Lay Pastoral Care
What Is Lay Pastoral Care?
Sometimes, each of us needs more than words of encouragement or a hug from a friend. Lay Pastoral Care Associates are volunteers from our congregation who are selected, trained, and supervised on a consistent basis by our minister.
Each team member has been trained in compassionate listening and caring presence, and is formally commissioned (or recognized) by the congregation for being part of this important shared ministry. Associates are available for those who would welcome a visit or who are experiencing difficult circumstances, or are encountering a time of transition in which they could use some confidential, non-judgmental, on-going support. The purpose is to provide a sustaining ministry of hope and caring so that congregants need not suffer or struggle alone through life’s hard times.
Lay Pastoral Care Ministry Associates may: visit congregants who are ill at home or in the hospital, support those going through major life transition or crisis, maintain contact with those unable to attend UUC due to illness or disability, support family and friends who are involved in care-giving, comfort the bereaved, etc.
LPMC provides an important branch of our UUC caring network. This program started in April 2012 and is accessible to all congregants at UUC. For more information, read our Lay Pastoral Care Ministry Brochure.
Why does UUC have Lay Pastoral Care Ministry?
Trained lay members providing compassionate, listening presence builds a more loving and vital community. Caring for each other in a conscious way is important to the life of the congregation. The members of the Lay Pastoral Care Team find that time shared with congregants is a blessing to both people in the relationship.
Our minister often meets with people at their homes, at the congregation, and makes hospital visits. Working together, our minister and LPCM form a robust pastoral care ministry serving our community. The purpose of our UUC Pastoral Care network is to ensure that those in need of accompaniment and support have ongoing opportunities for connection when it is needed and appreciated.
If you would like to learn more, or request to be matched with a LPCM Associate, please email LPCM@uucnrv.org. You may also contact our minister directly at firstname.lastname@example.org or, to leave a confidential voice message for the minister, please call (540) 552-9716.
Testimonials from Congregants Who Have Benefitted from Lay Pastoral Care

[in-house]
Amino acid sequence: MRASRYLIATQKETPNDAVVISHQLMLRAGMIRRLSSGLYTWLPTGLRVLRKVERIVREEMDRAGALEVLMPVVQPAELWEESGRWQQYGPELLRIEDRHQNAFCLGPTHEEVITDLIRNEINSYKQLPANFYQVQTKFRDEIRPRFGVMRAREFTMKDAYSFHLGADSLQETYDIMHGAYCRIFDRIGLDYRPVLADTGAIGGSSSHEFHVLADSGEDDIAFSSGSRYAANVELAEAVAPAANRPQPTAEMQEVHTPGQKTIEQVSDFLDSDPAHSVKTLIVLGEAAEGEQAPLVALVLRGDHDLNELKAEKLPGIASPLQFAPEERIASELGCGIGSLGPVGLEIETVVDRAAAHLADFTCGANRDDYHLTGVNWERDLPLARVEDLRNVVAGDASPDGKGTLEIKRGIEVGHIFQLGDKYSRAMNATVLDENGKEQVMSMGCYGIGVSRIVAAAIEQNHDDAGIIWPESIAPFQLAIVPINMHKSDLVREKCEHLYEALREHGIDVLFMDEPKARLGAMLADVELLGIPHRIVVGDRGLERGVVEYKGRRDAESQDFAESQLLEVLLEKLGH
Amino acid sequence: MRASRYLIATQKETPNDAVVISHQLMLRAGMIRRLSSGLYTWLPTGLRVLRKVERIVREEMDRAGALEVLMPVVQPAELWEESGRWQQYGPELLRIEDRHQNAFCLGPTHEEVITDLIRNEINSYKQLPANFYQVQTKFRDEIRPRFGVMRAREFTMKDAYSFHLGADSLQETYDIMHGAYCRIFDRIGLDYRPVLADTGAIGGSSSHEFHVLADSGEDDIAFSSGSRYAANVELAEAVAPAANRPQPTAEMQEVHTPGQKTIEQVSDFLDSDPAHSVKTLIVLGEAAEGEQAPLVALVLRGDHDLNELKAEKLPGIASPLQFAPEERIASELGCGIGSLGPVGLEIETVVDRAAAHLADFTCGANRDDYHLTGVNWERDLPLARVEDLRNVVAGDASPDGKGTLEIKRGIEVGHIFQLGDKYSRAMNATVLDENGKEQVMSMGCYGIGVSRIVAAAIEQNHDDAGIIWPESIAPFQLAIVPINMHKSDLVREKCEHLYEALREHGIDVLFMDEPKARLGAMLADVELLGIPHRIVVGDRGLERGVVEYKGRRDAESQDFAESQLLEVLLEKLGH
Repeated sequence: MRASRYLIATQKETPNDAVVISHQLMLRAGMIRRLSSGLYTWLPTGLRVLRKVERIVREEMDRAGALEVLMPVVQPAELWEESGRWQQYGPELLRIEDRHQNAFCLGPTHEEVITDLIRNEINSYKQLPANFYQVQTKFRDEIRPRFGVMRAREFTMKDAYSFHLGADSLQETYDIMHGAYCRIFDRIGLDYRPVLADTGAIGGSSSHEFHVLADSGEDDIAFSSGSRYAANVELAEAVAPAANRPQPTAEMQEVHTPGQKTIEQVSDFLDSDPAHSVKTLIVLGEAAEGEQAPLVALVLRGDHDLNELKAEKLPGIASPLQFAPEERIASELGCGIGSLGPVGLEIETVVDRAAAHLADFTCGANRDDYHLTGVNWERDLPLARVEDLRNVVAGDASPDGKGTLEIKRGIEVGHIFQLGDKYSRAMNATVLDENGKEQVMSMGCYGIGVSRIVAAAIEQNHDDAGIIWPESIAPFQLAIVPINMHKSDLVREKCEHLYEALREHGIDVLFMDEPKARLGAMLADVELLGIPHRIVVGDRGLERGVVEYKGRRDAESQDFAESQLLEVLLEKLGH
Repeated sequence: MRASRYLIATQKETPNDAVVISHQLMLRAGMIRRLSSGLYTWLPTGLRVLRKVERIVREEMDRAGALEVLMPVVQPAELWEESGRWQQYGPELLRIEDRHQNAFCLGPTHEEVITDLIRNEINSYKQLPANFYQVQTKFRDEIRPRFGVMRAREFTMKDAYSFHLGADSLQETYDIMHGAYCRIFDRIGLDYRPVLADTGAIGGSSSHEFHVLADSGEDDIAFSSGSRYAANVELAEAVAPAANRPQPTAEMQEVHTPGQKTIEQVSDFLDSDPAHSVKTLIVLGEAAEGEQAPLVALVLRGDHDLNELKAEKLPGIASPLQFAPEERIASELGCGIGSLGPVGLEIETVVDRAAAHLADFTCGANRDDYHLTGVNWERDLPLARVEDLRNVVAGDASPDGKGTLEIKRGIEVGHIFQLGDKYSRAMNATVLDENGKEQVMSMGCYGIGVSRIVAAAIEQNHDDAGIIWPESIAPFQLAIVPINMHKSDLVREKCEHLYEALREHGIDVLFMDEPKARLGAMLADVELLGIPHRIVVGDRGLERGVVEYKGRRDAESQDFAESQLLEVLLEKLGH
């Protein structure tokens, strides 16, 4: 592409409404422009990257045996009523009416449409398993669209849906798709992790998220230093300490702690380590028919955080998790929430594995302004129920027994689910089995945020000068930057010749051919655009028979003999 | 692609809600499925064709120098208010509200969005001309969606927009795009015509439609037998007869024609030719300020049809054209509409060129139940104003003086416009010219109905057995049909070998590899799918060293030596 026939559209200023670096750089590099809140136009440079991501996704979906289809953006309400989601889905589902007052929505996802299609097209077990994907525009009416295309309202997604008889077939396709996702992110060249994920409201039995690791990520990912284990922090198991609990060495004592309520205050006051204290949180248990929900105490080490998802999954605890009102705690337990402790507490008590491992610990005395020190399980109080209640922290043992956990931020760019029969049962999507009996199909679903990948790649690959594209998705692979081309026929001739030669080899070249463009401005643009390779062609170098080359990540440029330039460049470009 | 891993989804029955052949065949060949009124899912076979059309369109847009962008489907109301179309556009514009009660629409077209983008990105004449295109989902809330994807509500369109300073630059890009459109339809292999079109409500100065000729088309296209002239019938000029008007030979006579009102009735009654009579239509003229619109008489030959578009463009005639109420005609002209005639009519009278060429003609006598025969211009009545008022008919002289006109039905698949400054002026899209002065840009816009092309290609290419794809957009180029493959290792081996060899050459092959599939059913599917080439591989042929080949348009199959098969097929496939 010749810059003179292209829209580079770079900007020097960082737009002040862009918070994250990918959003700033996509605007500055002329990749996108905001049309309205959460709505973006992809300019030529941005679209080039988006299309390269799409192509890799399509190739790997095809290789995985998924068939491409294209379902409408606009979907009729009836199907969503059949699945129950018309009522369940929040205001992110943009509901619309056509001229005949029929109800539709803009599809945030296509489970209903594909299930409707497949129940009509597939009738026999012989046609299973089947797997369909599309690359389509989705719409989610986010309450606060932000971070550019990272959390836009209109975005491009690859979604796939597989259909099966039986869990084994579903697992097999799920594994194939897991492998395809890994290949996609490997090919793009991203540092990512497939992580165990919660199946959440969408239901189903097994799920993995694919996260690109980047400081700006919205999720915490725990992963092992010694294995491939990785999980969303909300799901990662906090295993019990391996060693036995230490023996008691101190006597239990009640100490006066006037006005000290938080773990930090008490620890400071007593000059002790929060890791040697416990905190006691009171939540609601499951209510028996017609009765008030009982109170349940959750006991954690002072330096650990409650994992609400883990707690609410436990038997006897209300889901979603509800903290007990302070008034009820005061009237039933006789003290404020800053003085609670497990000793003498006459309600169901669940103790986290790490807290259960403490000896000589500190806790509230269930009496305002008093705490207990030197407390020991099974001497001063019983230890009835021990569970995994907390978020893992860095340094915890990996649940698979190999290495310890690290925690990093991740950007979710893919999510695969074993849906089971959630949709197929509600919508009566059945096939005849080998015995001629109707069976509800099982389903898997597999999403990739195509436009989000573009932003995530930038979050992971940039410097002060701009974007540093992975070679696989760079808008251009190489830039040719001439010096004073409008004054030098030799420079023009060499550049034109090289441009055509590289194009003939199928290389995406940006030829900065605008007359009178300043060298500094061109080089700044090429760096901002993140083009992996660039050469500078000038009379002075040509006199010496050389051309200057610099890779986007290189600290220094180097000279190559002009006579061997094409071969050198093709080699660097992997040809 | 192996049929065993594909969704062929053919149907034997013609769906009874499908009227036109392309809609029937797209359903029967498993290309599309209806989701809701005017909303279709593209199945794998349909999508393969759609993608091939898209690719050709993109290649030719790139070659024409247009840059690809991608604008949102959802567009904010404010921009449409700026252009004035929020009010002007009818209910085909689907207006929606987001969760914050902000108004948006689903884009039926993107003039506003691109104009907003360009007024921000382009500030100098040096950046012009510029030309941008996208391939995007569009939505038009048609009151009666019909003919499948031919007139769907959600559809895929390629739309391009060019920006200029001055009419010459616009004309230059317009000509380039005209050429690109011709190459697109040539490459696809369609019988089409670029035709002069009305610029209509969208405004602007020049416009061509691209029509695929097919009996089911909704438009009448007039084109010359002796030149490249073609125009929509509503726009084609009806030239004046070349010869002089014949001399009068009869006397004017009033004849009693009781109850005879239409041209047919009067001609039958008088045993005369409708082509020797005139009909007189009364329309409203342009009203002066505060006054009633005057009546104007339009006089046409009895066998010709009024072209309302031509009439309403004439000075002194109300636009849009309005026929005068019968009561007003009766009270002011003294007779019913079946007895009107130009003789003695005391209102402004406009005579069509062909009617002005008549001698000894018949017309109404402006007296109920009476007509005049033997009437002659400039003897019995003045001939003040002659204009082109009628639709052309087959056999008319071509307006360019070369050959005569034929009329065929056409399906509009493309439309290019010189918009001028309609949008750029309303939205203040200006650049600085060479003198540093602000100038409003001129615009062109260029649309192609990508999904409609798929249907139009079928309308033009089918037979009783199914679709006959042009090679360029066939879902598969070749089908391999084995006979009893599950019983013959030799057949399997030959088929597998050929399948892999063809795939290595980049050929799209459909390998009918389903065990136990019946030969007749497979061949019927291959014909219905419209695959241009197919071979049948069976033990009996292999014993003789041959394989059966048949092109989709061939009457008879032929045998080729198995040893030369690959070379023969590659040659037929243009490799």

The Lay Pastoral Care Ministry team has been helping me for the past three years as I deal with a chronic medical problem. Pastoral Care Associates have visited me in the hospital, gone with me for various procedures, helped by listening and taking notes in medical appointments when my anxiety got in the way of clear hearing, and generally have been a supportive presence.
The Lay Pastoral Care program is not only for people who have no one else around to help. I am fortunate to have loving, helpful family in town, live in a cohousing community, and my daughter from California has flown out for some of the procedures.
What has been wonderful about the LPC assistance is that I have not needed to worry about their feelings or fears. I can complain and whine and admit that I am frightened, and they take it in stride. What a fine way our Congregation has found to minister to each other! I am immensely grateful.
The illness, pain, suffering and death of a loved one is the most difficult of life’s passages. I was so fortunate to have the sympathetic ear, loving hugs, and true compassion provided by the Lay Pastoral Care associates.
Sometimes, all that’s needed is the physical presence of a caring person—knowing that you’re not alone. They gave me the courage to do the impossible—to weather the grief and survive. I’m eternally thankful.
My involvement with Lay Pastoral Care Ministry began in the spring of 2012 when I trained to become an LPC Associate. The community building and instruction in being a listening presence was quite valuable. I have used these skills not only in my work with congregants, but in my relationships with others.
Many months later I found myself asking if an associate can request Lay Pastoral Care. I was matched with a wonderful associate, and for the next several months had visits as often as once a week. It’s amazing the difference it can make just to have someone listen and care.
Sometimes it’s hard to ask for or accept help. We think we should be strong enough not to need anything from anyone. But we all need someone to be there for us at some point, even if it’s just to listen as we sort through our thoughts and feelings. As I went through one of the most difficult times in my life, it was a life saver to have a program like this in place.